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Survey Report

Looking back at the 2020 UK de-risking market

Chapter one of the 2021 de-risking report

Pensions Corporate Consulting|Pensions Risk Solutions|Pension Board and Trustee Consulting|Pensions Technology

By Jenny Neale | January 19, 2021

Despite the challenges of the year, the high level of bulk annuity and longevity hedging activity seen in the last few years continued in 2020, with over £50bn of liabilities transferred to the insurance sector. In addition, the Pensions Regulator’s announcement in June on how it will oversee and authorise superfunds has opened up further options for sponsors and trustees looking to secure member benefits. Jenny Neale looks back at the trends of 2020.

Activity in the market during 2020

2018 and 2019 showed a stepped increase in the volume of bulk annuity business relative to previous years, in part due to a period of consistently attractive pricing and an improvement in schemes’ funding levels. 2020 continued that trend, with over £26bn of liabilities transferred to the insurance market through a buy-in or buyout, and longevity swaps put in place for a further £24bn of liability (as shown in Figure 1).

Around two-thirds of the liabilities secured through bulk annuities in 2019 – some £30bn – were for deals of over £1bn, which affected the dynamic of the market and meant that, on occasion, some smaller schemes found it harder to access the market as resource constraints meant that insurers focused their efforts on larger transactions. In contrast, less than half of the liabilities secured through bulk annuities in 2020 – around £10bn - were for deals in excess of £1bn, meaning smaller and mid-sized schemes were able to get much better traction with insurers.

Figure 2 – Transactions led by Willis Towers Watson in 2020
Value of deal Number of transactions Liability insured (£bn)
Buy-in / buyout Less than £100m 8 0.4
£100-500m 8 1.6
£500m + 4 6.6
Total 20 8.6
Longevity swaps 5 14.7

Source: Transactions led by Willis Towers Watson and publicly announced to date, December 2020.

The longevity swap market in 2020 was close to its largest year on record for the size of liabilities secured. This was, in part, due to the level of pricing seen – pricing for longevity swaps was very attractive and favourable relative to historic prices.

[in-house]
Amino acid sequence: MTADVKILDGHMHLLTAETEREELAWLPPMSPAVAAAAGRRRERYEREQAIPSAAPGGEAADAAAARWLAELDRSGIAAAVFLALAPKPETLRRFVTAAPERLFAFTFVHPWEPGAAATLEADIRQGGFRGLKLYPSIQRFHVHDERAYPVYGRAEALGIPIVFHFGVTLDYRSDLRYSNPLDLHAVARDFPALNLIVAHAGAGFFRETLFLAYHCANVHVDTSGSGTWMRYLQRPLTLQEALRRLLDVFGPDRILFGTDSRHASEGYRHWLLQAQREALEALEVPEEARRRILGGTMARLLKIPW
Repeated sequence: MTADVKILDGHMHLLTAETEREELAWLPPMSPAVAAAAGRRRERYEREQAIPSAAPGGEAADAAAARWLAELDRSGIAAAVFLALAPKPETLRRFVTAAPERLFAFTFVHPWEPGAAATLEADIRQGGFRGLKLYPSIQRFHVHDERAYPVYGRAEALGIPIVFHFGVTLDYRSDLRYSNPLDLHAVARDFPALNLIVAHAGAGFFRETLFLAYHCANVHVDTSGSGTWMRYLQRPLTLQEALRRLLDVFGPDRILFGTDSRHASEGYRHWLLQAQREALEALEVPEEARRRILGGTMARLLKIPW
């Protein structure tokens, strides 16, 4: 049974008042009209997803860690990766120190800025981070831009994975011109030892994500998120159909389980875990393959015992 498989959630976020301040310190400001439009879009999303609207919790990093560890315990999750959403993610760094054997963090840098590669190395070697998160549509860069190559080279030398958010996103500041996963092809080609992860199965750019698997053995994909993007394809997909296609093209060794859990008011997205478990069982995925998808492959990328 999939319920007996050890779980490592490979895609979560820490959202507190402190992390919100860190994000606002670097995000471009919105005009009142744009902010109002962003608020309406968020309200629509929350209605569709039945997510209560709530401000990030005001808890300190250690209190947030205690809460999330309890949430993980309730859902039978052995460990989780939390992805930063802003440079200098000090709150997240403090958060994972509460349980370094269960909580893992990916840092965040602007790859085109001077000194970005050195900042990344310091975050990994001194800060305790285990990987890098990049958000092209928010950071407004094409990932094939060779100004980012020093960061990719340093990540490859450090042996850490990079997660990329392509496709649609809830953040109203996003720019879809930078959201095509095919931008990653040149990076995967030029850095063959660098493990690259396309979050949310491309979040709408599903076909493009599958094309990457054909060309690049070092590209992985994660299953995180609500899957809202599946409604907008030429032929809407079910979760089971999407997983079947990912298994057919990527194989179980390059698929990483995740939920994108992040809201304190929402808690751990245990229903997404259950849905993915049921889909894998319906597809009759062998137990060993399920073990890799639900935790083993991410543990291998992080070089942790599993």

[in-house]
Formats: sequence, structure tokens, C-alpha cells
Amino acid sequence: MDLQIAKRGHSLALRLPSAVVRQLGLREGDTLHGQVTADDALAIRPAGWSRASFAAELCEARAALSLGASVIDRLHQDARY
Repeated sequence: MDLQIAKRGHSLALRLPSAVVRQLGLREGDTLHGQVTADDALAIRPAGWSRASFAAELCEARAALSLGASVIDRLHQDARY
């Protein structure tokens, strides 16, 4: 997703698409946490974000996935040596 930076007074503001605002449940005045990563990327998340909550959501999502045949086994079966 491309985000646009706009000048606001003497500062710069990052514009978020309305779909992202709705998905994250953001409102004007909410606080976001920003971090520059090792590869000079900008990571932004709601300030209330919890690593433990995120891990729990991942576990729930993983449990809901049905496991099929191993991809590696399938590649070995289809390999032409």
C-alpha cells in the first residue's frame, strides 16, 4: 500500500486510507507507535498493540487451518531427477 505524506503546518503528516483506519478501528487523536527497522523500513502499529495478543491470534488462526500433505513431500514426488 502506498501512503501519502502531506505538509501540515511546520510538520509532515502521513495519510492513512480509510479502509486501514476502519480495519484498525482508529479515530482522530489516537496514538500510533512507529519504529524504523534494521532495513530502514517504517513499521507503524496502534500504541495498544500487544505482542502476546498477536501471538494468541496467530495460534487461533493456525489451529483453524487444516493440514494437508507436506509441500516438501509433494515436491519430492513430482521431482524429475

2020 also saw two longevity swaps transferred from a pension scheme to an insurer as part of a buy-in or buyout (otherwise known as a novation). These transactions demonstrate how longevity swaps can form a useful part of a de-risking plan without hindering the opportunity to convert to buy-in or buyout when asset values determine the time is right, providing the longevity swap terms are appropriately negotiated at the outset. One of the novations was as part of a £1.6bn buy-in for the Merchant Navy Officers Pension Fund in February, which you can read more about in chapter five: Innovation in the UK de-risking markets.

The impact of COVID-19

Of course, 2020 wasn’t without its challenges. As can be seen from Figure 3, however, the economic and investment environment at the start of the first lockdown also created some great opportunities for schemes that were able to transact quickly, due to a material widening of credit spreads. To put this in context, by transacting at the optimal time, a scheme transacting a pensioner buy-in could have saved up to 5% relative to transacting a few months earlier, which for some schemes helped bridge the gap to buyout. Mostly, the pricing opportunities were of benefit to those that were already exploring a buy-in with the market, but some schemes were able to move quickly due to an established relationship with an insurer from a previous deal. During Q2 alone, we completed 9 buy-ins, and over the course of the year, we transacted at least one deal with each of the UK’s eight insurers active in this space.

Whilst longevity pricing remained very attractive over the year, the impact of COVID-19 on longer term life expectancies is still uncertain, and may not be known for many years, if not decades. In chapter two: COVID-19 and the longevity insurance market, Sadie Scaife considers the mortality trends seen in 2020 and the impact this might have on future insurance pricing.